By Andy Shipley

“Wardo’s House of Oddities”

That is what the sign said, faded and withered on the old boarded up house. Karleen had passed by this house thousands of times on her way to a cornucopia of daily adventures: on her way to school, on outings to the grocery store, excruciatingly boring journeys to her dumb brother’s soccer games, pilgrimages to church, her expeditions to violin lessons, or excursions to her favorite café she often went to with her mother.

“Has it always looked so awful?” Karleen mumbled to herself quietly. The house had two stories and was medium sized. It sat at the center of an acre and a half plot of land covered with trees and dead yellow grass. The plot was surrounded by a bronze ornate fence with a large gate padlocked three times. The gate, the long forgotten and underappreciated guardian of this land, protected a dark driveway that had long ago been cracked and overrun with weeds. The house itself was an odd shade of pink with chips of paint slowly peeling away, revealing the light-colored wood below. There was a hole in the gate where two bars were bent opposite of each other. The hole was just big enough that Karleen could slip through.

She walked up the driveway, angry at her mean brother for stealing her doll. He wouldn’t return it unless she went to that awful house and found a baseball he and his friends had accidentally thrown through the window. At the end of the driveway, she arrived on a large porch with one of those swinging benches. The front door was partially boarded up, but it was incomplete; there were only two boards on the top of the doorway and one at the bottom. Whoever had done this was in a rush, and as result, the door had been left ajar. In front of Karleen was a staircase that led to the second floor. To the left of the staircase was a long dark hallway with floral pattern wallpaper peeling off the wall, and to the left of that a family room. To the right of the staircase was dining room that had been left in shambles and behind it a dim lit kitchen. It was easy to see what window the ball had gone through since there was only one window not completely boarded up. Karleen could instantly see the hole in the window her awful brother had made with his baseball to the right of the dining room table. Everything around her was covered in dust and cobwebs. The carpet was a disgusting dark shade of brown. As she made her way over to the table she could see piles of unpaid bills and promotional posters that had slogans such as “Come Solve the Mystery,” or “See the Eighth Wonder of the World.” The floor was filthy and covered in broken glass, but she got on her hands and knees searching for her disgusting brother’s baseball. She did not find it in the dining room, or the kitchen. So, she went to look in the family room and sure enough, she found it hiding under a coffee table. But, as soon as she had the ball in hand, a loud terrible screech, like a thousand awful, dark crows all screaming the highest possible audible pitch at once, came from somewhere in the house. Being a sensible person and being scared of all manner of creature and monster that could produce such a sound, Karleen ran from the house as fast as she could with her cowardly brother’s ball in hand.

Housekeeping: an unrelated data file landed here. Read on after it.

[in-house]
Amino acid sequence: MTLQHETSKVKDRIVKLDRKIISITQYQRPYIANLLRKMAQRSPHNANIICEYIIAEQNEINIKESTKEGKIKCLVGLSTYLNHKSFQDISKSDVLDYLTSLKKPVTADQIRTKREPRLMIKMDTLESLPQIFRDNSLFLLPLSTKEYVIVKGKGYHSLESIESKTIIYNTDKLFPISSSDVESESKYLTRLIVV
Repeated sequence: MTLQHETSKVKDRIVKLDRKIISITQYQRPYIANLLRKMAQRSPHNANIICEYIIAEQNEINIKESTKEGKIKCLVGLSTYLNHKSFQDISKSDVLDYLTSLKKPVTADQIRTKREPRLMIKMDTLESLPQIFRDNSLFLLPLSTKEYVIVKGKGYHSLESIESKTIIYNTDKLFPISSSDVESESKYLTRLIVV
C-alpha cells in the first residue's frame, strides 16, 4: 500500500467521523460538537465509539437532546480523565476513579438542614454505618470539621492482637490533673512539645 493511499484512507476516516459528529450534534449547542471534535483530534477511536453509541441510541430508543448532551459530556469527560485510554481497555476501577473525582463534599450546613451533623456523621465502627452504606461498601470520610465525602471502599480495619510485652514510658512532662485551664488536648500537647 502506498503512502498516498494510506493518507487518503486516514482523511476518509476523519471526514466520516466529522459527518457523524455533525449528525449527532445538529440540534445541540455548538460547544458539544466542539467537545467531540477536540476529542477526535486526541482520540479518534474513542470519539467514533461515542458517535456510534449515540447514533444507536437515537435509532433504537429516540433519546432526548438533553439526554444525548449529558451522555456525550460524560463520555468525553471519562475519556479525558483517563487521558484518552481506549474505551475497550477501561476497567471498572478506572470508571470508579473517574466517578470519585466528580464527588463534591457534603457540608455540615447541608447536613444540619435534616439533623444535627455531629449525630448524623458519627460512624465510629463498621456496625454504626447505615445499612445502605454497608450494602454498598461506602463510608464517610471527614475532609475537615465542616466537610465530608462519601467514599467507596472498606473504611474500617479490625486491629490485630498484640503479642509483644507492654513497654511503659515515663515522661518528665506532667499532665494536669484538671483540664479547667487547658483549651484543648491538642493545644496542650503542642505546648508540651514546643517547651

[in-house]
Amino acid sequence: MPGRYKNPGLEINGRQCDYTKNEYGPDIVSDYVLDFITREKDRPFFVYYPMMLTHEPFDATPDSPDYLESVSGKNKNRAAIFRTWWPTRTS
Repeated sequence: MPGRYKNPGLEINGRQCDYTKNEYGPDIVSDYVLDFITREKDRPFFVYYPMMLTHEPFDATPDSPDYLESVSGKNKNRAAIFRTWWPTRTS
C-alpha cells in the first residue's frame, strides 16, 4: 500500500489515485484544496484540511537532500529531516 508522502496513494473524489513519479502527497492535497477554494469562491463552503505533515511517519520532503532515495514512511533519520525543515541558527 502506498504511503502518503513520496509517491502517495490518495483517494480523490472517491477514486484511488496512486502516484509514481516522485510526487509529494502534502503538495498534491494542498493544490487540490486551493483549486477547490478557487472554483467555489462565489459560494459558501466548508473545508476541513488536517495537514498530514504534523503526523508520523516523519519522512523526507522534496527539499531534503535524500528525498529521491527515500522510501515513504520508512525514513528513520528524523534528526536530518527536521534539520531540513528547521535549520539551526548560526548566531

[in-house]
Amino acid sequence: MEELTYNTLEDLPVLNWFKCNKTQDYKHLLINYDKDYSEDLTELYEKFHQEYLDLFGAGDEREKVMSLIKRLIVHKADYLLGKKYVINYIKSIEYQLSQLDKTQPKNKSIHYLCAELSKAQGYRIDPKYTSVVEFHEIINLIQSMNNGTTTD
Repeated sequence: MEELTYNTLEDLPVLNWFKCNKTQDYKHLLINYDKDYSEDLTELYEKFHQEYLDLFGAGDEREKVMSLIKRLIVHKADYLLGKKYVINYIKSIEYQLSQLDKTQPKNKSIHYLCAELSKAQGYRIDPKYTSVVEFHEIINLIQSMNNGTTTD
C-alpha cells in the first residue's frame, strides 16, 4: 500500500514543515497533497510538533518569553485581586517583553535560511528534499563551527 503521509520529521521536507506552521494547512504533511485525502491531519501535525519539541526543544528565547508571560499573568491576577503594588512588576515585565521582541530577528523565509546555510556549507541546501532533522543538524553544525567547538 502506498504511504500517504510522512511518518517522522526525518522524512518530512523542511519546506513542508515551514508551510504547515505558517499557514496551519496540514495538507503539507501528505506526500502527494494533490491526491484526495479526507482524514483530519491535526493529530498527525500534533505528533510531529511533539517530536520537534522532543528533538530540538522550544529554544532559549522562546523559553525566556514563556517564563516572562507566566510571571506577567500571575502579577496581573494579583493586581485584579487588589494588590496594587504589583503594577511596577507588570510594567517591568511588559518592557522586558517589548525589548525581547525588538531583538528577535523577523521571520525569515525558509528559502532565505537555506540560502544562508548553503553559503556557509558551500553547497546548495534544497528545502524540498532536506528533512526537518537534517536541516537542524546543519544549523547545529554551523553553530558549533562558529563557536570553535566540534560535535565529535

The next day Karleen was not interested in staying home and playing with the doll she had gotten back from her lazy brother. She was intrigued by the old abandoned home she had explored yesterday. What exactly is a ‘house of oddities?’ she wondered to herself. After three excruciating hours of sitting idly, she lost an internal battle, and her curiosity put her on auto pilot. She left her home and walked down the street. She went through the fence and up the driveway with more speed and purpose than the day before. When she got in the house she looked for the area that made the sound yesterday. She didn’t find any open doors on the first floor, but when she checked the second floor, she found one door wide open. Sure enough, when she tested the door it made the same terrible sound as yesterday. The room behind the door was completely empty except for the blue paint on the walls, the hardwood on the floor, and the same dry, dusty air that filled the rest of the house. Karleen stepped into the room to try to see what caused the door to open yesterday. As soon as she stepped inside, the door slammed shut. Slowly at first then faster, like a carnival ride turning on after fifty years of abandonment, Karleen started to float until it seemed as if gravity abandoned her. Karleen was stuck to the wall opposite the door, near the top of the room. She kicked off from the ceiling and floated to the door. She tried to twist the doorknob and as soon as it moved a fraction of an inch, she fell back to Earth with a low, ungraceful thud. Karleen suddenly knew the nature of this “House of Oddities”.

She immediately got up and opened the door to the next room with a new kind of excitement, like she had never felt before. It looked exactly the same as the other room, only this time she was transported somewhere that definitely was not in the house. She was standing on a cloud, with the great, big, blue sky above her. When she looked below, she could see the abandoned house in the same poor condition she had left it. If she looked a little farther she could see her house and her insignificant brother and his friends, about the size of ants, playing basketball in her backyard. The irony of this pleased Karleen as rude brother had always made fun of her small stature. She decided she would never let her self-entitled brother ever enter this house. The house was hers now, and she refused to share it. It was a part of her and she a part of it. If her brother saw it through his eyes everything she experienced would surely be destroyed. She would make up any story, tell any tale, create any excuse, lock any door, or block any sun, but her snobbish brother would not step one foot in this house. She looked at the vibrant reds oranges and pinks on the horizon and she realized she had to go home for the day. Suddenly, a door materialized behind her, and shortly after, she was back on the ground walking home.